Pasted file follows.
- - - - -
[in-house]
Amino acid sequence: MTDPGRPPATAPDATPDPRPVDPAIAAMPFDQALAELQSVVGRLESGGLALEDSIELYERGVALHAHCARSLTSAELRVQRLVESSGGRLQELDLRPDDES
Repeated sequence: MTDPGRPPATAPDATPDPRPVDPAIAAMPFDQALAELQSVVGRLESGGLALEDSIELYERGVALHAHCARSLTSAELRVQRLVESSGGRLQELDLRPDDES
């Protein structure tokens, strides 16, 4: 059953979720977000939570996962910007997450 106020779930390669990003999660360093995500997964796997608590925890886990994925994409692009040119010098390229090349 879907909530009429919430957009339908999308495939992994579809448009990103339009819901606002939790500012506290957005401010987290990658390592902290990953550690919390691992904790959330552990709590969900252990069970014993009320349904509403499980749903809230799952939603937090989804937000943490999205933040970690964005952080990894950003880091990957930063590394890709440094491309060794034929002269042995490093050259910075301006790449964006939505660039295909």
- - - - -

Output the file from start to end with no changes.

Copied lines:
[in-house]
Amino acid sequence: MTDPGRPPATAPDATPDPRPVDPAIAAMPFDQALAELQSVVGRLESGGLALEDSIELYERGVALHAHCARSLTSAELRVQRLVESSGGRLQELDLRPDDES
Repeated sequence: MTDPGRPPATAPDATPDPRPVDPAIAAMPFDQALAELQSVVGRLESGGLALEDSIELYERGVALHAHCARSLTSAELRVQRLVESSGGRLQELDLRPDDES
């Protein structure tokens, strides 16, 4: 059953979720977000939570996962910007997450 106020779930390669990003999660360093995500997964796997608590925890886990994925994409692009040119010098390229090349 879907909530009429919430957009339908999308495939992994579809448009990103339009819901606002939790500012506290957005401010987290990658390592902290990953550690919390691992904790959330552990709590969900252990069970014993009320349904509403499980749903809230799952939603937090989804937000943490999205933040970690964005952080990894950003880091990957930063590394890709440094491309060794034929002269042995490093050259910075301006790449964006939505660039295909």